In the second half of the 19th century, there lived in Horodets a Jew named Shmuel Kaliker [cripple]. He was nicknamed so because he on his two legs were crippled, almost paralyzed. He walked with the aid of two crutches. Mostly, he used to sit in one place. His hands were also not normal, distorted, Heaven preserve us. However, his mind was clear like crystal, and his natural understanding to analyze things was famous in the whole neighborhood. It is said that he was also versed in ש”ס [ש”ס =the six Mishnah books = oral Jewish laws; the Talmud]. He knew by heart the tractates of Baba-metsi'a, Psakhim and Khulin with the interpretations of Rashi and Ma'harsha. In addition, he knew grammar, Russian, Polish and knew a bit about medicine.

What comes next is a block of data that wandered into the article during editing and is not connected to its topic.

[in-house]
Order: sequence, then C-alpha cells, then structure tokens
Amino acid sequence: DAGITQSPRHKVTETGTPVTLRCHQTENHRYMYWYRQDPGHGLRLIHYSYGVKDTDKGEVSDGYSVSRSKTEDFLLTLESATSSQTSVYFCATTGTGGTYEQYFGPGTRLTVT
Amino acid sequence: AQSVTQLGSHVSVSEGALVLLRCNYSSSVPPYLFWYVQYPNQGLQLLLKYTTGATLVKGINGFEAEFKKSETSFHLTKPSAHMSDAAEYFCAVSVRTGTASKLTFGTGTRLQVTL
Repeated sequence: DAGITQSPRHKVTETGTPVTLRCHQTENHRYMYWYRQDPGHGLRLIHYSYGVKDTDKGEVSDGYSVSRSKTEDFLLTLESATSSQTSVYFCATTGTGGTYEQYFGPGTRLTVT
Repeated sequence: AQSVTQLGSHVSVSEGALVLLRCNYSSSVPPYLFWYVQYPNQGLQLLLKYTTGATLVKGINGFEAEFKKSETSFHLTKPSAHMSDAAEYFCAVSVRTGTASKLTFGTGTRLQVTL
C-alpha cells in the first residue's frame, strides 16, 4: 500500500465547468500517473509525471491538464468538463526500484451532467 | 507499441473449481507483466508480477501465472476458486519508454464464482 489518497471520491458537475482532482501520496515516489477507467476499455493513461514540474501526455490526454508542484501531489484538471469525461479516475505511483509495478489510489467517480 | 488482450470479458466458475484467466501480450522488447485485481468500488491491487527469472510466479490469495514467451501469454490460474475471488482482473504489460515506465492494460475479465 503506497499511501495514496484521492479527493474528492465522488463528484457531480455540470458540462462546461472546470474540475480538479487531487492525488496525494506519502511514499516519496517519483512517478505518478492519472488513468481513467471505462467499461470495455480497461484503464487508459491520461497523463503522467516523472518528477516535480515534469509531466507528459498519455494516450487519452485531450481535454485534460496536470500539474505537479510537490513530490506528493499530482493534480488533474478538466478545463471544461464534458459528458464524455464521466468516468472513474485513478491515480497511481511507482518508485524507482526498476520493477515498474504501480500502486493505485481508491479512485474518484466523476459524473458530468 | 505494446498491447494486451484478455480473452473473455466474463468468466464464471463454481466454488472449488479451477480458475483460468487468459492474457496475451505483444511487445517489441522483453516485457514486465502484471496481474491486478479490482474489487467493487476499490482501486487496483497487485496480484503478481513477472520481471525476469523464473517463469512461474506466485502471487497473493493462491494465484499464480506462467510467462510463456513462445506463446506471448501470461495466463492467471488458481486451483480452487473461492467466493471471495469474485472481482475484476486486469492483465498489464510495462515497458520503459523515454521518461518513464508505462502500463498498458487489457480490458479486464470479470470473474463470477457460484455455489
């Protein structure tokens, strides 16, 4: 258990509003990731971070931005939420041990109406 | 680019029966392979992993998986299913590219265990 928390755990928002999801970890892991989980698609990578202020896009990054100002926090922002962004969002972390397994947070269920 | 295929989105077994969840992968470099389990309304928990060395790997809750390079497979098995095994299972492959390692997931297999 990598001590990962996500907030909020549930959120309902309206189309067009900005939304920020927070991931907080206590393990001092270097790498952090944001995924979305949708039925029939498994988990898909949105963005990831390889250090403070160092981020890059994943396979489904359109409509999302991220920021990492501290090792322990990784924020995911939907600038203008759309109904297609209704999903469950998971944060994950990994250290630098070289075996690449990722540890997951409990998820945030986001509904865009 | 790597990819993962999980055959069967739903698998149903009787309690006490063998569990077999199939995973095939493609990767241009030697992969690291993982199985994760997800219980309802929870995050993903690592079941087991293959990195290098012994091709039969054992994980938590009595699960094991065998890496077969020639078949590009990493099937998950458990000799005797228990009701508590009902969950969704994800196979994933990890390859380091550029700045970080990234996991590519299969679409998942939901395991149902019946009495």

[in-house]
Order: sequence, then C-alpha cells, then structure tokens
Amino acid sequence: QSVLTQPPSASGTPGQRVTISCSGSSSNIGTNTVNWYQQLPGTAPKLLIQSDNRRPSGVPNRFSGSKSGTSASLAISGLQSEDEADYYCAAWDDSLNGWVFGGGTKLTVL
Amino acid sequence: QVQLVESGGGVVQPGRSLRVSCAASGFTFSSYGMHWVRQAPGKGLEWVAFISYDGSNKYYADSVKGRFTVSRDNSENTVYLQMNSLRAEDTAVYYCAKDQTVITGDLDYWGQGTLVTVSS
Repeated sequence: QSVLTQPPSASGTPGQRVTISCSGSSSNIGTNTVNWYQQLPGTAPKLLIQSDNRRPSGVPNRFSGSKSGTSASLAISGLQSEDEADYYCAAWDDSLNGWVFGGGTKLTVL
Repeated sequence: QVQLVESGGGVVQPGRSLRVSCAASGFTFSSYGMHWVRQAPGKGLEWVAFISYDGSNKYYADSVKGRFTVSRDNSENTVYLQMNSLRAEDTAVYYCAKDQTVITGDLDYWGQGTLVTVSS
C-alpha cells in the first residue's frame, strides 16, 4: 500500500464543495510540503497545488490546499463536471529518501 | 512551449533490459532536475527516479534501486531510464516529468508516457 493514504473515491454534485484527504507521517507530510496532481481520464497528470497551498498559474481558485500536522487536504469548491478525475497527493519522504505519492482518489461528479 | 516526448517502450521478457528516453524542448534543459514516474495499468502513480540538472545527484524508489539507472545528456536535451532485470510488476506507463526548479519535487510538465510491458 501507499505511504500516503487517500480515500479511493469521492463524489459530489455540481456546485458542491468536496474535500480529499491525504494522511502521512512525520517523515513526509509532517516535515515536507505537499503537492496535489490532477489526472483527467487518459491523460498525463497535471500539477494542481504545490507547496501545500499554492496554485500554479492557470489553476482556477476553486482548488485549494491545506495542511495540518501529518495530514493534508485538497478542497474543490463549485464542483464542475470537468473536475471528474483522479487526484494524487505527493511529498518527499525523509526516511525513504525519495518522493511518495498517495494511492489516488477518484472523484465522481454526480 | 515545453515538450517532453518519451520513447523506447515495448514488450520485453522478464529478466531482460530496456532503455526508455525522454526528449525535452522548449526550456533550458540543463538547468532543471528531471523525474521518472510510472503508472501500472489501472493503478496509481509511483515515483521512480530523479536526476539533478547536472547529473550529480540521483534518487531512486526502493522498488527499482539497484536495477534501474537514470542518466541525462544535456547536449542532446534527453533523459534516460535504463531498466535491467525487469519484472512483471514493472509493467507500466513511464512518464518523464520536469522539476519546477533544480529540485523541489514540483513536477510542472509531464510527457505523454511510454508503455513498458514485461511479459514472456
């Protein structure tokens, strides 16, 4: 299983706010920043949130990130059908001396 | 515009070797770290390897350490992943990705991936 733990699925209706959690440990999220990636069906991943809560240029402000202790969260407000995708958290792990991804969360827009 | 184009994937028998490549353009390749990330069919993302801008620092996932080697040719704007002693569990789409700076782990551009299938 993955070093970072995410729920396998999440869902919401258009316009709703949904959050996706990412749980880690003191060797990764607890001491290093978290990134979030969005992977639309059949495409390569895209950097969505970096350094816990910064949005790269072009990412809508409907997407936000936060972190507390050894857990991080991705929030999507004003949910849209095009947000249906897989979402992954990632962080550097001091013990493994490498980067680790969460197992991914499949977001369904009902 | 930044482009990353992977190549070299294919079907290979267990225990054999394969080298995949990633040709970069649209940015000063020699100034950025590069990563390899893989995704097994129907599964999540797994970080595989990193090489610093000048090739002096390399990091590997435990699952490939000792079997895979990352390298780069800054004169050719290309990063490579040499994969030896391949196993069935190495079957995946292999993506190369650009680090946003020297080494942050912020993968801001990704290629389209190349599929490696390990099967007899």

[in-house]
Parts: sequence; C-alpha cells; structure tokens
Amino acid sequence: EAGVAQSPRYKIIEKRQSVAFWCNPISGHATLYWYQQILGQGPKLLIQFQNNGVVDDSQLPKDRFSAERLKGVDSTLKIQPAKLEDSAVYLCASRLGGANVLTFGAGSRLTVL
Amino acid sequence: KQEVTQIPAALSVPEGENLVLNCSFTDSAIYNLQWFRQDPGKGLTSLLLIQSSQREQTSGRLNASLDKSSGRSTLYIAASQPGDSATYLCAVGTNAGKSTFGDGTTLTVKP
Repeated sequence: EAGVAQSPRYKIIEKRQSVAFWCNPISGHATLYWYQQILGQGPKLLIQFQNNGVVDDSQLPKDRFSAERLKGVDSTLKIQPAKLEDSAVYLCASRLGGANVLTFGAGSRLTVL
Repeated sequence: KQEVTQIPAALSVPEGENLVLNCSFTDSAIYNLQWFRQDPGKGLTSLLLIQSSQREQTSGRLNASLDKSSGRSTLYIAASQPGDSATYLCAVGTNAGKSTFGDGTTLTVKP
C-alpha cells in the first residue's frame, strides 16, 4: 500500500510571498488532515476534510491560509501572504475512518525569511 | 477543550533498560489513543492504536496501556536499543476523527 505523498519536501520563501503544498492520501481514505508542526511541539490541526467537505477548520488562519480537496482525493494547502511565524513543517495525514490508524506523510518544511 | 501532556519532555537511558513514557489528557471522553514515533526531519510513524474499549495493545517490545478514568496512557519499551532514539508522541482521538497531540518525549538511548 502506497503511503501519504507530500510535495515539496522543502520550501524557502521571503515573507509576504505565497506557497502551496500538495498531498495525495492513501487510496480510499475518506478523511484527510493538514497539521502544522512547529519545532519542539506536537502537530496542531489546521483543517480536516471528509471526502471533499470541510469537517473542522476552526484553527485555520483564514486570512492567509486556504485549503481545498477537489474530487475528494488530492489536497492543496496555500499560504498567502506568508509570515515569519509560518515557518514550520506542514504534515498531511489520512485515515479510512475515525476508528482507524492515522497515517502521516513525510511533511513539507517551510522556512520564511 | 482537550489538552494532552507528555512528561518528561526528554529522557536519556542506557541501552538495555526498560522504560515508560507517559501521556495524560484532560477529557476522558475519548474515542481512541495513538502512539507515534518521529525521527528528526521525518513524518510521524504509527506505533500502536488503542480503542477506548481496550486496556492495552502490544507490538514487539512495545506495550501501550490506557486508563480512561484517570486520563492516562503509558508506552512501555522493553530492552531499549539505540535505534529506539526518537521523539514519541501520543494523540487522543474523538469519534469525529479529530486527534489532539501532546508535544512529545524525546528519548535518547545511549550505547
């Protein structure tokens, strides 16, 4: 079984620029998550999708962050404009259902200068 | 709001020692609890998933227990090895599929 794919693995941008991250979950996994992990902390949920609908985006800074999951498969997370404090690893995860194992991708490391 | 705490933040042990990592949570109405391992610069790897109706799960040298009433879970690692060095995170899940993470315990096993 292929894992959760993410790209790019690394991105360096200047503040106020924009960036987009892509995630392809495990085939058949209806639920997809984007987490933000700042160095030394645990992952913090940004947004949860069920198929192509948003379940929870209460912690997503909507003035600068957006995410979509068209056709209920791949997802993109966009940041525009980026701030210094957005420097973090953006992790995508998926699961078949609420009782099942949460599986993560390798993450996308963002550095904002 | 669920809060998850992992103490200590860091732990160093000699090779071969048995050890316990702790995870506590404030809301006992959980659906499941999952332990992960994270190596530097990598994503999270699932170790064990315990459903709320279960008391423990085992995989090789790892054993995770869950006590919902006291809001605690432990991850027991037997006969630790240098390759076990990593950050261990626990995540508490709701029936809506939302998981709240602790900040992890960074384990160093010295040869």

Not in vain was his house a center for people of various classes. From various towns people used to come to him for advice, to consult with him about various problems. For example: A Jew got a lease on an estate from a porets [gentile lord; landowner] for a certain price, naturally after a down payment of a certain sum, but the Russian government does not let him hold the lease. The Jew is perplexed: he gave the porets the down payment, believed him, and he does not have the lease. What should the Jew do? He comes to Shmuel Kaliker and is helped by his good advice. Or, a Jew sits in a village, manages an inn and makes a living. He pays the pristav [police commissioner in Czarist Russia] to be allowed to stay in the village, which was against the law. One bright morning he is told to get out of the village. It is bad. The Jew runs to Shmuel Kalike and gets some advice.